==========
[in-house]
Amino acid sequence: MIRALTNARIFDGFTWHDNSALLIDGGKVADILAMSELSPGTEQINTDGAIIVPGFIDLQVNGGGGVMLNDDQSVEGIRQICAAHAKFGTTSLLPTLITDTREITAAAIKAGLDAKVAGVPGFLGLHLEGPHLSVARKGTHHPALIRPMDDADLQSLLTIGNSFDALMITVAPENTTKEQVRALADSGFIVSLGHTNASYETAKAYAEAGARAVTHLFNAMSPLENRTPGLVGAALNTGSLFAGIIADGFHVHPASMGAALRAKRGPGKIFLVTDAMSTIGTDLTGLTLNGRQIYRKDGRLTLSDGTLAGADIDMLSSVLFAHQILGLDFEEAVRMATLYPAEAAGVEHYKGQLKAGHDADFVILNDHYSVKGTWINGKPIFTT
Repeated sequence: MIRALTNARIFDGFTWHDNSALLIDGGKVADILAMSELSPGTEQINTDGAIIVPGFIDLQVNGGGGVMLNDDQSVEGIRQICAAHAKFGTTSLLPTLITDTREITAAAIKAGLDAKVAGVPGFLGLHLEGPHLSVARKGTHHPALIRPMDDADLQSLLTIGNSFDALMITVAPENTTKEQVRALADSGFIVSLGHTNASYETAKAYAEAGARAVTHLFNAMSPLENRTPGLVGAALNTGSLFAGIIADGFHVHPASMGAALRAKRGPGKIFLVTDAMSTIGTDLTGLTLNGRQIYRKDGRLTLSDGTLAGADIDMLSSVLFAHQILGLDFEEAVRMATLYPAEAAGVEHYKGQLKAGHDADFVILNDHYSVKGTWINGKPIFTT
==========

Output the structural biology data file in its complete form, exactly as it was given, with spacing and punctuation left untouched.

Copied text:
[in-house]
Amino acid sequence: MIRALTNARIFDGFTWHDNSALLIDGGKVADILAMSELSPGTEQINTDGAIIVPGFIDLQVNGGGGVMLNDDQSVEGIRQICAAHAKFGTTSLLPTLITDTREITAAAIKAGLDAKVAGVPGFLGLHLEGPHLSVARKGTHHPALIRPMDDADLQSLLTIGNSFDALMITVAPENTTKEQVRALADSGFIVSLGHTNASYETAKAYAEAGARAVTHLFNAMSPLENRTPGLVGAALNTGSLFAGIIADGFHVHPASMGAALRAKRGPGKIFLVTDAMSTIGTDLTGLTLNGRQIYRKDGRLTLSDGTLAGADIDMLSSVLFAHQILGLDFEEAVRMATLYPAEAAGVEHYKGQLKAGHDADFVILNDHYSVKGTWINGKPIFTT
Repeated sequence: MIRALTNARIFDGFTWHDNSALLIDGGKVADILAMSELSPGTEQINTDGAIIVPGFIDLQVNGGGGVMLNDDQSVEGIRQICAAHAKFGTTSLLPTLITDTREITAAAIKAGLDAKVAGVPGFLGLHLEGPHLSVARKGTHHPALIRPMDDADLQSLLTIGNSFDALMITVAPENTTKEQVRALADSGFIVSLGHTNASYETAKAYAEAGARAVTHLFNAMSPLENRTPGLVGAALNTGSLFAGIIADGFHVHPASMGAALRAKRGPGKIFLVTDAMSTIGTDLTGLTLNGRQIYRKDGRLTLSDGTLAGADIDMLSSVLFAHQILGLDFEEAVRMATLYPAEAAGVEHYKGQLKAGHDADFVILNDHYSVKGTWINGKPIFTT